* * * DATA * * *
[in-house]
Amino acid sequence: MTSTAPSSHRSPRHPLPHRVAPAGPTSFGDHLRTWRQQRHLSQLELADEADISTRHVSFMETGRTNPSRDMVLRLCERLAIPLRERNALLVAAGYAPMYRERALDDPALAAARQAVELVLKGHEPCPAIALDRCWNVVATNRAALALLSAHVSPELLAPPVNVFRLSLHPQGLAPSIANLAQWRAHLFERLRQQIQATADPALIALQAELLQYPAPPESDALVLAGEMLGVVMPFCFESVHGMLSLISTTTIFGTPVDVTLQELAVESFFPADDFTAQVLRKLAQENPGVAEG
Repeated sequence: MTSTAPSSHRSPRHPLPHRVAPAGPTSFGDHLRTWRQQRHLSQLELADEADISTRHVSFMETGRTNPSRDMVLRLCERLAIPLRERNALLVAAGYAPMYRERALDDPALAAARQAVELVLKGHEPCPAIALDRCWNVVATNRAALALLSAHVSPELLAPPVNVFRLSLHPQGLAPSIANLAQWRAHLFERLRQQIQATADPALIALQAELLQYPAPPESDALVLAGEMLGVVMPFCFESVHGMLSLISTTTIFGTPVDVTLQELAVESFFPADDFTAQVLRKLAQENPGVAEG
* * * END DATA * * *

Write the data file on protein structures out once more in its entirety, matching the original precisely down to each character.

[in-house]
Amino acid sequence: MTSTAPSSHRSPRHPLPHRVAPAGPTSFGDHLRTWRQQRHLSQLELADEADISTRHVSFMETGRTNPSRDMVLRLCERLAIPLRERNALLVAAGYAPMYRERALDDPALAAARQAVELVLKGHEPCPAIALDRCWNVVATNRAALALLSAHVSPELLAPPVNVFRLSLHPQGLAPSIANLAQWRAHLFERLRQQIQATADPALIALQAELLQYPAPPESDALVLAGEMLGVVMPFCFESVHGMLSLISTTTIFGTPVDVTLQELAVESFFPADDFTAQVLRKLAQENPGVAEG
Repeated sequence: MTSTAPSSHRSPRHPLPHRVAPAGPTSFGDHLRTWRQQRHLSQLELADEADISTRHVSFMETGRTNPSRDMVLRLCERLAIPLRERNALLVAAGYAPMYRERALDDPALAAARQAVELVLKGHEPCPAIALDRCWNVVATNRAALALLSAHVSPELLAPPVNVFRLSLHPQGLAPSIANLAQWRAHLFERLRQQIQATADPALIALQAELLQYPAPPESDALVLAGEMLGVVMPFCFESVHGMLSLISTTTIFGTPVDVTLQELAVESFFPADDFTAQVLRKLAQENPGVAEG